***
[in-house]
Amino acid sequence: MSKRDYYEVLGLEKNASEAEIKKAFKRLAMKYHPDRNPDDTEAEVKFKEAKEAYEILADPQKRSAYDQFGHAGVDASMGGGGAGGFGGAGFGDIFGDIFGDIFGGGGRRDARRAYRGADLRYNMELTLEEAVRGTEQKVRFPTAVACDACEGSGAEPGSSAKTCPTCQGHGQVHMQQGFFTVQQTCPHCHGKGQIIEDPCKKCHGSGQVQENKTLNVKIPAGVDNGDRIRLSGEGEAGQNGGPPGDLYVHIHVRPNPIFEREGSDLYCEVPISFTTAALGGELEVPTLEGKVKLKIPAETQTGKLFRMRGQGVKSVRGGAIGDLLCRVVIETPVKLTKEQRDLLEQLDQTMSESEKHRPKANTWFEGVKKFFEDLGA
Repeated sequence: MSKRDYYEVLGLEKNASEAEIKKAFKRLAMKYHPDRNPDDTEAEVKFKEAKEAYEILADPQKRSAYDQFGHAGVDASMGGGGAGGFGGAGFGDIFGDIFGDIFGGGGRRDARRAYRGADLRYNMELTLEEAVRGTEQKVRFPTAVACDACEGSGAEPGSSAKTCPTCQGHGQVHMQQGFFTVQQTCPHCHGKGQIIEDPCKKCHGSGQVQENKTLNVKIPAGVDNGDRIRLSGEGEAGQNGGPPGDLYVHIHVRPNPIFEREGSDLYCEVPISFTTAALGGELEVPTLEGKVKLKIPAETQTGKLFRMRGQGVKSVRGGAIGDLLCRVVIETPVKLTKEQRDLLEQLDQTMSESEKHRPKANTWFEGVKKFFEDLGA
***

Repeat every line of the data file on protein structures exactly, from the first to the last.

[in-house]
Amino acid sequence: MSKRDYYEVLGLEKNASEAEIKKAFKRLAMKYHPDRNPDDTEAEVKFKEAKEAYEILADPQKRSAYDQFGHAGVDASMGGGGAGGFGGAGFGDIFGDIFGDIFGGGGRRDARRAYRGADLRYNMELTLEEAVRGTEQKVRFPTAVACDACEGSGAEPGSSAKTCPTCQGHGQVHMQQGFFTVQQTCPHCHGKGQIIEDPCKKCHGSGQVQENKTLNVKIPAGVDNGDRIRLSGEGEAGQNGGPPGDLYVHIHVRPNPIFEREGSDLYCEVPISFTTAALGGELEVPTLEGKVKLKIPAETQTGKLFRMRGQGVKSVRGGAIGDLLCRVVIETPVKLTKEQRDLLEQLDQTMSESEKHRPKANTWFEGVKKFFEDLGA
Repeated sequence: MSKRDYYEVLGLEKNASEAEIKKAFKRLAMKYHPDRNPDDTEAEVKFKEAKEAYEILADPQKRSAYDQFGHAGVDASMGGGGAGGFGGAGFGDIFGDIFGDIFGGGGRRDARRAYRGADLRYNMELTLEEAVRGTEQKVRFPTAVACDACEGSGAEPGSSAKTCPTCQGHGQVHMQQGFFTVQQTCPHCHGKGQIIEDPCKKCHGSGQVQENKTLNVKIPAGVDNGDRIRLSGEGEAGQNGGPPGDLYVHIHVRPNPIFEREGSDLYCEVPISFTTAALGGELEVPTLEGKVKLKIPAETQTGKLFRMRGQGVKSVRGGAIGDLLCRVVIETPVKLTKEQRDLLEQLDQTMSESEKHRPKANTWFEGVKKFFEDLGA